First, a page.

SEK 3.7 million for AI research that gives robots a deeper understanding of the meaning of words

Words matter. When we humans think of a word like “apple”, we get many associations. We think about the appearance of the apple, the sound when we bite into the apple, the texture, and the taste. We also understand that an apple can be sliced, but still eaten. This is today impossible for an AI to understand, which Professor Amy Loutfi wants to change.

– The goal is to contribute to the basic research and the building blocks in AI that are needed to build the intelligent machines of the future that work together with humans, says Amy Loutfi.

Seeing, perceiving, and interpreting one’s surroundings is a challenge for an artificial system. In recent years, research in artificial intelligence has succeeded in developing ways to use AI to, for example, add texts to images, answer questions about images, and also generate images based on a text description.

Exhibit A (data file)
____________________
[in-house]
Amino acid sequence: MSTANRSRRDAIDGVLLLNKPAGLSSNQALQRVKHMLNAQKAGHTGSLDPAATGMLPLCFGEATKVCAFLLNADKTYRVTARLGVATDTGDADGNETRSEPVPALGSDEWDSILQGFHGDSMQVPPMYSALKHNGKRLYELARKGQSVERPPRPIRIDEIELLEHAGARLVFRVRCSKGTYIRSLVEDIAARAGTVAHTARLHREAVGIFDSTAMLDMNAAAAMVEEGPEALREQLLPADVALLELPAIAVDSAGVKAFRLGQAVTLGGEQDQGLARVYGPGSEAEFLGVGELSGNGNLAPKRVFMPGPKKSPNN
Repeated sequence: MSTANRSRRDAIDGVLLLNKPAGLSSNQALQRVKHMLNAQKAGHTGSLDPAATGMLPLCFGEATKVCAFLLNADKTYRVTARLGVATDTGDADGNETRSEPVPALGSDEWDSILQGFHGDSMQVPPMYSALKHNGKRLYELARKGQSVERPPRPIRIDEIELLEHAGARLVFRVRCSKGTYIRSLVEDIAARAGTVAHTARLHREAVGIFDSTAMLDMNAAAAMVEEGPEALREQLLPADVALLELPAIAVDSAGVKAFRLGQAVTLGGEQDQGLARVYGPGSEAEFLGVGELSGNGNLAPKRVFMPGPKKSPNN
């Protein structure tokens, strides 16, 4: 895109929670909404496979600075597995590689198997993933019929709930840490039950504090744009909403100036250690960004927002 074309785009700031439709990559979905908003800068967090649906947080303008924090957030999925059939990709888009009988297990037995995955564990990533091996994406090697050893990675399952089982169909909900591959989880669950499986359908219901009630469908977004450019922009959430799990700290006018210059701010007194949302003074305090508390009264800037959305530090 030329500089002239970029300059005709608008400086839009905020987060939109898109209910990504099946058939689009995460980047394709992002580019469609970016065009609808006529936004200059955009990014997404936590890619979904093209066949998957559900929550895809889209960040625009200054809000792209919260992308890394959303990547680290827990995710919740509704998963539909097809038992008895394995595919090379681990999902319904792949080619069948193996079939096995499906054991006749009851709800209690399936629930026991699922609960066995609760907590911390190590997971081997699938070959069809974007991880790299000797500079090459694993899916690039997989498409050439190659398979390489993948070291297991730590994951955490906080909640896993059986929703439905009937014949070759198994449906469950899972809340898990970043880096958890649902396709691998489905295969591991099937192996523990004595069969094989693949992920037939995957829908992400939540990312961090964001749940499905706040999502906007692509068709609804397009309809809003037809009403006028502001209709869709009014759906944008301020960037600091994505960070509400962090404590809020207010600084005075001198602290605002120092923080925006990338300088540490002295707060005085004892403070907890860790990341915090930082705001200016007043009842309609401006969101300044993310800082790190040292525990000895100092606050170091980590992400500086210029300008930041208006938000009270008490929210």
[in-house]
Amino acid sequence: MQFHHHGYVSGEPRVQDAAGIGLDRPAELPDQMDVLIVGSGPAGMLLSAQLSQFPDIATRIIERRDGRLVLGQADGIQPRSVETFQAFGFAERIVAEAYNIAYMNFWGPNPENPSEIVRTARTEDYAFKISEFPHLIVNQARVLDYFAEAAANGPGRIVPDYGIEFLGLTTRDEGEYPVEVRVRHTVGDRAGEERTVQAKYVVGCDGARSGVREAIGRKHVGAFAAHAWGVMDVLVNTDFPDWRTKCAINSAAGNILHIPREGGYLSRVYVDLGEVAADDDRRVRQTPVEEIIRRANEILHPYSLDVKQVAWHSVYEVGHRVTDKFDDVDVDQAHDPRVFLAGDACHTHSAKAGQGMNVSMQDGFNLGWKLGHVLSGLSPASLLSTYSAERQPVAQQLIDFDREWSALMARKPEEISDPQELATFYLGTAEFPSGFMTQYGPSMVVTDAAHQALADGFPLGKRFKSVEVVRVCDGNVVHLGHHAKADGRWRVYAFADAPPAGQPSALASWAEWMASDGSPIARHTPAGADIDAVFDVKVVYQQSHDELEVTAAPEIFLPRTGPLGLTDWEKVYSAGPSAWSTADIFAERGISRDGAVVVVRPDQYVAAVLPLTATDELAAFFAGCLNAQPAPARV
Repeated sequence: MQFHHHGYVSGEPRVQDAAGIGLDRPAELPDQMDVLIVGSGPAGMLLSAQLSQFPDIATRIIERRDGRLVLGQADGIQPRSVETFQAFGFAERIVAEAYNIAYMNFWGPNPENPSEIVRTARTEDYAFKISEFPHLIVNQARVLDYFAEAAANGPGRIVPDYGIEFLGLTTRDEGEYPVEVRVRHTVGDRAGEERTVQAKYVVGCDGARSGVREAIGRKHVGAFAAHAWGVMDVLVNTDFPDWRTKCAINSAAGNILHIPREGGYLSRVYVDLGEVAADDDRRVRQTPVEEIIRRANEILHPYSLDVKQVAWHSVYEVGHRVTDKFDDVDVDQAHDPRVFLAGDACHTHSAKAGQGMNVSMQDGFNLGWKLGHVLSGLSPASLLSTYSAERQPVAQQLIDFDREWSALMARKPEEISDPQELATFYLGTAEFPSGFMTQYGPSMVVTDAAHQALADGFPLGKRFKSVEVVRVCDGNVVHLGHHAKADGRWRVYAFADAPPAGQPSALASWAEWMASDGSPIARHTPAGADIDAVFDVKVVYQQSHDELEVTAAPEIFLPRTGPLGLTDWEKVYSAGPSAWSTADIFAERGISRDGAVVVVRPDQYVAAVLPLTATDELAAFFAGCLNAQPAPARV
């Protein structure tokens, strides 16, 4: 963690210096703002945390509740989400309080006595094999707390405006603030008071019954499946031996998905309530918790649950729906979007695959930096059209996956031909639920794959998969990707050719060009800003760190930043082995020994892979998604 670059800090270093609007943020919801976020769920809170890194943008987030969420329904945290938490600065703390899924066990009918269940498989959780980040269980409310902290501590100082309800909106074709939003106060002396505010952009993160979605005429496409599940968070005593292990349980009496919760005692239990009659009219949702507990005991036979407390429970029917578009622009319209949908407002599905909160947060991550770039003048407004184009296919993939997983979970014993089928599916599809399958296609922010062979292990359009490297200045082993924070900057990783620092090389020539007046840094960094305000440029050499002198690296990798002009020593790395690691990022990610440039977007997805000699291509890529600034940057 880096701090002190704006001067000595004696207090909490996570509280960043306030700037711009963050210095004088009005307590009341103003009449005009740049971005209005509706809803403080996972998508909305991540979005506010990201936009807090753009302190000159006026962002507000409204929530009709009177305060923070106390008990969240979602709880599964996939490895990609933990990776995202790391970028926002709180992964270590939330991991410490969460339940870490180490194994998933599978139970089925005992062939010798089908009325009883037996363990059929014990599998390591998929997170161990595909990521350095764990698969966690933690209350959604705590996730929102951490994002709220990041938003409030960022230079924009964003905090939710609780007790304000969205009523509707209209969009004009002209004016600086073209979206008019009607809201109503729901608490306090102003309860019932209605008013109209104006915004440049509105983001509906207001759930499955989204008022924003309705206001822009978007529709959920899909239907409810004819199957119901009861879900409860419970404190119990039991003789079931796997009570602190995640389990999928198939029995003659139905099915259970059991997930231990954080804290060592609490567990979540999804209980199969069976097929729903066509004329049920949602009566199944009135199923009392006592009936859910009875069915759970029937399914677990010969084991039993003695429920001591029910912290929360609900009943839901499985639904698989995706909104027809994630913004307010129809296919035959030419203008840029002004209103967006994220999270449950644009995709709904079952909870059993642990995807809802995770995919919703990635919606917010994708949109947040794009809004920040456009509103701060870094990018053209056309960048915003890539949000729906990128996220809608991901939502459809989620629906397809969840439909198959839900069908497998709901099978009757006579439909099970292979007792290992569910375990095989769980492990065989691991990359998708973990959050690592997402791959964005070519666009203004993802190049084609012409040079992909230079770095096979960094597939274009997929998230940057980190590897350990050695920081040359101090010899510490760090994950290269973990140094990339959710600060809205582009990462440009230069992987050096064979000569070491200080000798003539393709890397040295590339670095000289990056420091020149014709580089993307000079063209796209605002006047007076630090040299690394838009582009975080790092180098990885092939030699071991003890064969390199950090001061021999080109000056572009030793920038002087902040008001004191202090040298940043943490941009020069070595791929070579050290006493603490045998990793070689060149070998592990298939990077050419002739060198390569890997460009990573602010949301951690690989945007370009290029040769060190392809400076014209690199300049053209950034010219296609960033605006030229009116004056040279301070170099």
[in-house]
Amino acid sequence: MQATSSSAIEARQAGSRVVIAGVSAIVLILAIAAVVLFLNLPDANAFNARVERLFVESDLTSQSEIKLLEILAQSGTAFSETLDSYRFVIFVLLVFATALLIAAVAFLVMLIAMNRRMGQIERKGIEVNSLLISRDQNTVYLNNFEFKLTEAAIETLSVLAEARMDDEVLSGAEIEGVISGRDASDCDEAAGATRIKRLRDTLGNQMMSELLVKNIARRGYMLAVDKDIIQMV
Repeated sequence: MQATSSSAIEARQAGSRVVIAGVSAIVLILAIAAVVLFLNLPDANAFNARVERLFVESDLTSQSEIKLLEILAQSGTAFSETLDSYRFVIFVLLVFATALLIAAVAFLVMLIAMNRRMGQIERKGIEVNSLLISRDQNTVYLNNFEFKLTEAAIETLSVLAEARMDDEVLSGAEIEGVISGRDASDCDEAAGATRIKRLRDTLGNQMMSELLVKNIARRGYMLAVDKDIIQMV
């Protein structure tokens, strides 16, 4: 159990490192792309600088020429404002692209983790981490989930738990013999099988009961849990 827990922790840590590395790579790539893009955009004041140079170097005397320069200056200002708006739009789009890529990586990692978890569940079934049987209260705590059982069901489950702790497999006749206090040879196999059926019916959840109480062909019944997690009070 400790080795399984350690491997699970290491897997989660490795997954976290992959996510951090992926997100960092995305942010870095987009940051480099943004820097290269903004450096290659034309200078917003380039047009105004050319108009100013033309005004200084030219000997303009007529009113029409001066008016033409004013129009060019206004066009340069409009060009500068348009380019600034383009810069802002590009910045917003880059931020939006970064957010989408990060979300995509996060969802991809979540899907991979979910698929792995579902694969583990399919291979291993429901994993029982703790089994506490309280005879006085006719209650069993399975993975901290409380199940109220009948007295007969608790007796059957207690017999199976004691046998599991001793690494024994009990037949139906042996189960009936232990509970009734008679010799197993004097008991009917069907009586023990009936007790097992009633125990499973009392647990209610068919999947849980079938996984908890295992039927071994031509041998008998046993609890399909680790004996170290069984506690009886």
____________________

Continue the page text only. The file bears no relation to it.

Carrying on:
However, today’s robots and intelligent machines do not have a deeper understanding of how an object can be changed and used.

– It is extremely important that the robots of the future understand what we mean with our words and that they can distinguish between possible and impossible instructions, for example: “Pour coffee into the cup” compared to “Pour the cup into coffee”, says Amy Loutfi.

This is exactly what the new research project, led by Amy Loutfi and funded by SEK 3.7 million by the Swedish Research Council, will try to achieve.

The purpose is to solve the challenge with so-called symbol anchoring, i.e., the ability to link language to experiences of the external world. The researchers want to make it possible for artificial systems to learn what functions objects have, but also to be able to reason about the functions themselves. This will be done by the researchers developing new AI models that combine machine learning with logical reasoning in order to provide a deeper understanding of the meaning of words.

– In this project, we also want to understand how we can help a robot to anchor the language to perception. How important is it that the robot itself is allowed to interact with its surroundings? Can it be enough to let the robot observe others interacting or to just simulate an interaction?

– This project gives us opportunities to develop basic theories about artificial intelligence and, at the same time, to have a bearing on how the next generation of robots is developed in, for example, industry, says Amy Loutfi.

Link to the official Örebro University news (in Swedish)

Leave a Reply